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17 minutes ago, hornist said:

Yes. I should understand that there are people who do not like that brassy scores....for me they are just perfect.

 

Oh, you edited, so I'll add that the human voice parts in Lotr are the only ones I like. Except those horrible end credit songs:blink:

 

I love brassy scores too. Oh and Rose's theme has grown on me actually, it's pretty uplifting in the action material. 

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1 hour ago, publicist said:

I don't like his xylophones.

 

1 hour ago, Jurassic Shark said:

But he's still good at it.

 

1 hour ago, publicist said:

I do not agree.

 

You have got to be joking. 

 

 

I don't know what fuckwit of a planet you're listening from, pub, but I'd kill for a bit of action writing like this in the latest movies. 

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1 hour ago, publicist said:

Williams is pretty good at strings and woodwinds, too. 

 

Oh, sure. But most composers have certain strengths. Williams' is the brass section. Shore's the voices.

 

1 hour ago, publicist said:

I don't like his xylophones.

 

Sometimes, the brightness of the sound of the Xylophone or Glockenspiel in his writing breaks up the tension in his music: e.g. The Mustafar material.

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19 minutes ago, Quintus said:

 

 

 

You have got to be joking. 

 

 

I don't know what fuckwit of a planet you're listening from, pub, but I'd kill for a bit of action writing like this in the latest movies. 

 

What are you talking about?

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11 hours ago, Stefancos said:

 

 

TGP,  there's no need for that.

 

Oh, I would never argue otherwise.

 

Sorry to hurt your fee fees opining 'bout Howard. I am certain he appreciates your heroic defense!;)

 

 

11 hours ago, Sandor said:

I’d like to believe both Star Wars and The Lord Of The Rings represent the very best in multifilm scoring.

 

I like both series for different -and a lot of the same- reasons.

 

Star Wars has the stronger themes and more complex orchestrations, The Lord Of The Rings is emotionally speaking more solid and has a sense of unity unlike anything out there.

 

Is it possible to just like both without the need to debate which is better?

 

 

 

Heretics must be burned!

 

 

10 hours ago, TheGreyPilgrim said:

 

But it's one of those people who post infrequently, about one thing, who has no rapport with anyone here, and who comes in with the guns of self righteousness and indignation blazing. 

 

The line must drawn here. This far, no farther. 

 

How many 'rapport points' are required to give an observation about one's own subjective musical tastes? Must've missed that in the forum rules.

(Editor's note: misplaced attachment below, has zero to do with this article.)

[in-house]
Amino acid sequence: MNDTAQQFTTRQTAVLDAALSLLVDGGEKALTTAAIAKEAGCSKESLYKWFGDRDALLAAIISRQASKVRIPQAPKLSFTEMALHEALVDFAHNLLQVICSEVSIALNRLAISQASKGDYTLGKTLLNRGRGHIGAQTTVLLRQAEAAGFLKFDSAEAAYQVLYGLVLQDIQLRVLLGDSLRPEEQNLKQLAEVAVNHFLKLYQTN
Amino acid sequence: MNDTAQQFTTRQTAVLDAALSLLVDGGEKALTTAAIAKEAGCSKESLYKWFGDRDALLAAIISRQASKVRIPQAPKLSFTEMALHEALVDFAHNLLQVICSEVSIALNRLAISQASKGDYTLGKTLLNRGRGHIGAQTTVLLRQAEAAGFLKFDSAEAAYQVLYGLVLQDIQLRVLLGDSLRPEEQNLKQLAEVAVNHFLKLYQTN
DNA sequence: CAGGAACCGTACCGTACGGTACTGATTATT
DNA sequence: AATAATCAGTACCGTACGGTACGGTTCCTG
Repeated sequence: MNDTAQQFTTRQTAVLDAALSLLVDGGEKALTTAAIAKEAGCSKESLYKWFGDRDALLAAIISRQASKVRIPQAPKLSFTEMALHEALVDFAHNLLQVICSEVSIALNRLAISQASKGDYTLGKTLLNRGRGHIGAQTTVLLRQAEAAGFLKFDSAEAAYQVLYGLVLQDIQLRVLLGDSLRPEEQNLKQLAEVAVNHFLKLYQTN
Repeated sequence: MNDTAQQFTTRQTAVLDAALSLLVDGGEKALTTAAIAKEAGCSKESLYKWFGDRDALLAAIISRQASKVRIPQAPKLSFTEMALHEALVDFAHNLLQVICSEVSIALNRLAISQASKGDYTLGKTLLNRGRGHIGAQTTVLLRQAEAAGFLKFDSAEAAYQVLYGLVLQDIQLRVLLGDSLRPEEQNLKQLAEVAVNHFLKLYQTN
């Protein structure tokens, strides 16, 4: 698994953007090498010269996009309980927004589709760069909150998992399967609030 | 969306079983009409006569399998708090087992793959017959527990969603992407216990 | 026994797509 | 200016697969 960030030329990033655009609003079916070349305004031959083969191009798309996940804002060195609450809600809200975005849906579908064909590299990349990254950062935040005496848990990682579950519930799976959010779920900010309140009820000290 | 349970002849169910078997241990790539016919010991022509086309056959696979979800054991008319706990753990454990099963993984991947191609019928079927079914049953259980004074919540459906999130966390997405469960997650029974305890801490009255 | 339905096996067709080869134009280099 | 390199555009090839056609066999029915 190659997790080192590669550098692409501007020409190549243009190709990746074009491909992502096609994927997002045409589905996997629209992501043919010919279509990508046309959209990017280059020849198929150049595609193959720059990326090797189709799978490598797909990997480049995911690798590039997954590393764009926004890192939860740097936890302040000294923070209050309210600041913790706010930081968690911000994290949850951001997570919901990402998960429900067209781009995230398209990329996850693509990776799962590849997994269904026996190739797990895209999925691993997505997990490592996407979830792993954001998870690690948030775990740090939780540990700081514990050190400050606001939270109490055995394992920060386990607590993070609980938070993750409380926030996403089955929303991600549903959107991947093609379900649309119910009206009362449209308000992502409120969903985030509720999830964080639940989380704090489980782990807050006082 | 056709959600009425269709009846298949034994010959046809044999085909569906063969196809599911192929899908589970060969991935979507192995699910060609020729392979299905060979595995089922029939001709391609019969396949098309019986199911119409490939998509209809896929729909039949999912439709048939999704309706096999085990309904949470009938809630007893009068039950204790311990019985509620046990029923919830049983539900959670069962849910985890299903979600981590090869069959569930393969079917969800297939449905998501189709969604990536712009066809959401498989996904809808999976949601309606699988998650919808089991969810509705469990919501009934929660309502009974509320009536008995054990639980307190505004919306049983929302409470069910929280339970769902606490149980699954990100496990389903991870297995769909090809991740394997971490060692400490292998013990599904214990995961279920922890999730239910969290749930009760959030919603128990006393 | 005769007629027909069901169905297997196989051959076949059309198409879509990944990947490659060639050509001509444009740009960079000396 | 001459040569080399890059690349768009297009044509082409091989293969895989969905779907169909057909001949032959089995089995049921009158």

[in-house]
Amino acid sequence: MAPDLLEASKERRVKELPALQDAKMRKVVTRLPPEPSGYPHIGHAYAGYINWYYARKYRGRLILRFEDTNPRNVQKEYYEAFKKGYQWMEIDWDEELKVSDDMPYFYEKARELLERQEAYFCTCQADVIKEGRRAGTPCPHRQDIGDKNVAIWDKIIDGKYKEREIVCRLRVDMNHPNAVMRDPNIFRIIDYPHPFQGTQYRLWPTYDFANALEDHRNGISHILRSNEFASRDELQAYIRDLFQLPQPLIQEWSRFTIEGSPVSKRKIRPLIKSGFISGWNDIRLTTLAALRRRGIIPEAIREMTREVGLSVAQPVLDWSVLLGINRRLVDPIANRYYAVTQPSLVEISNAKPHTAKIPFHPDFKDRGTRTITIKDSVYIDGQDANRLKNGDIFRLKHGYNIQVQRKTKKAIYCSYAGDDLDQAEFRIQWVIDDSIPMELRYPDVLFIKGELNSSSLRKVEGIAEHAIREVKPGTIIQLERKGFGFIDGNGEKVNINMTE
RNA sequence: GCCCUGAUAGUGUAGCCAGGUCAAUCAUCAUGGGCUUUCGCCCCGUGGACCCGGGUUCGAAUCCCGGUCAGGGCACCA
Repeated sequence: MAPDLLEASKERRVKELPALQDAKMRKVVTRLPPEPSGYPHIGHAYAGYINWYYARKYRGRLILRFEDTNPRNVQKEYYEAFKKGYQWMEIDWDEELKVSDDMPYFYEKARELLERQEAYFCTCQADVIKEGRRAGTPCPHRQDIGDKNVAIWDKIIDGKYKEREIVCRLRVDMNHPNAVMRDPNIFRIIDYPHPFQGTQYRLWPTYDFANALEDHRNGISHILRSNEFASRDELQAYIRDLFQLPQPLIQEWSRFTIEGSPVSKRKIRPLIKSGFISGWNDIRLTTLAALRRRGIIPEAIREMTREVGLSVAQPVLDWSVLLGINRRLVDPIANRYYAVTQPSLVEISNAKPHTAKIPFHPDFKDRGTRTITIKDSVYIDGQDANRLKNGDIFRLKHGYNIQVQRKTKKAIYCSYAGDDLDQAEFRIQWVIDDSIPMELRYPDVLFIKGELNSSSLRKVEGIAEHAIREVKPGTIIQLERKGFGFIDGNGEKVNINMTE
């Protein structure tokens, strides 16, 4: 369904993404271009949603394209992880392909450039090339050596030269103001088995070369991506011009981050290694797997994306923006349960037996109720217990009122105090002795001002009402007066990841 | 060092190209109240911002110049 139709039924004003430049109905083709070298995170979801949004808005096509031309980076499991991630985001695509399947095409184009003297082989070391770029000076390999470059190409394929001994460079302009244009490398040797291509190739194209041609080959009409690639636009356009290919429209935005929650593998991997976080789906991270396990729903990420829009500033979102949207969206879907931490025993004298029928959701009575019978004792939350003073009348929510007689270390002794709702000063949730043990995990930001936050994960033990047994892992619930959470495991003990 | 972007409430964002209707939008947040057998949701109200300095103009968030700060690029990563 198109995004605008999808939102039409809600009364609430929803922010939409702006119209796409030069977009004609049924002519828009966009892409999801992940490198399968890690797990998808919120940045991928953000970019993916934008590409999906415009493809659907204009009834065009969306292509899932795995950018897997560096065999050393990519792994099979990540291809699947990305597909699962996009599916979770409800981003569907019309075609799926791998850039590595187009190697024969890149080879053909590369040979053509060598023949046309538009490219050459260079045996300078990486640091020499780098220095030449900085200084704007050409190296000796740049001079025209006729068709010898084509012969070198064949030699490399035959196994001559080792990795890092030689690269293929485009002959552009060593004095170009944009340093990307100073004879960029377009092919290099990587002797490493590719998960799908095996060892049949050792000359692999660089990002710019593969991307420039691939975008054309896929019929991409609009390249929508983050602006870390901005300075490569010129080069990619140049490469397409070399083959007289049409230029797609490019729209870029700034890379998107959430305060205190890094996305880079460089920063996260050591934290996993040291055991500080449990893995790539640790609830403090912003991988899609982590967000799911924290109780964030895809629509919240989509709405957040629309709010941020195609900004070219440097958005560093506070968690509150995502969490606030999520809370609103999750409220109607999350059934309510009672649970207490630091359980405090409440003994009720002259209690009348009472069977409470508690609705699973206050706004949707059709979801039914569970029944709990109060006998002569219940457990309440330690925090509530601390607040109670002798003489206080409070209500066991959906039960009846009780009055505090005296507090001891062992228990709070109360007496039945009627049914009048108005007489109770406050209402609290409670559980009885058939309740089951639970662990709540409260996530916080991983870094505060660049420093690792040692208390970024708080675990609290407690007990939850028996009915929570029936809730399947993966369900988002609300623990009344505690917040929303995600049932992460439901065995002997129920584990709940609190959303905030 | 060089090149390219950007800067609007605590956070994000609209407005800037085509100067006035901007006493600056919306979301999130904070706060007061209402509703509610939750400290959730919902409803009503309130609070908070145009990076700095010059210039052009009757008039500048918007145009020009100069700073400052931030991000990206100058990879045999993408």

9 hours ago, Chen G. said:

Now that's the right way to frame one's enjoyment of one of the score over the other. Not with bold "Williams' work is without peer" nonesense.

 

Although I'd say some of Shore's best work is with woodwinds. They're his instruments, as a musician.

 

I must in fairness (after a rather cheap shot) say that your writings on the LOTR scores have inspired me to take another look at them, that I haven't since, oh, 2003 or so.

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11 hours ago, Sandor said:

 

Is it possible to just like both without the need to debate which is better?

 

 

 

Actually, we all like both. But it's fine to discuss aesthetics sometimes! And then it's inevitable to express preferences. 

 

 

2 minutes ago, Marcus said:

 

 

As a professional composer, I have to say that Williams' strength is more than just his brass writing. 

 

Rather, he has a knack for making the entire orchestra really shine in music that is complex, but very rewarding to play. 

I can't think of that many composers who write more consistently to each choir's strengths, while at the same time keeping instrumentational choices interesting, and often unorthodox, even if the subtleties of his craft may elude the casual listener. 

 

I think it's easy to take Williams for granted, simply because there's such an elegance and panache to his style. Everything works, and sounds perfectly polished.

But there are so many layers of not only expertise, but genuine artfulness and inventiveness to his orchestrational choices, and his way of seeing the orchestra, his concept of what an orchestra is. 

 

One thing that ought to be studied more by any aspiring composer when it comes to Williams, is the economy of his writing, and just how much mileage he can get from even a solo instrument. There's often a chamber-like lucidity in passages even from his most heavily orchestrated scores. He knows exactly what colors can be achieved by peeling away, as well as by layering. 

 

I think this modus operandi, which really bears more resemblance to how a concert composer might approach an orchestra, is part of what makes Williams' scores stand out. He is simply an outstanding practitioner of his craft by any standard.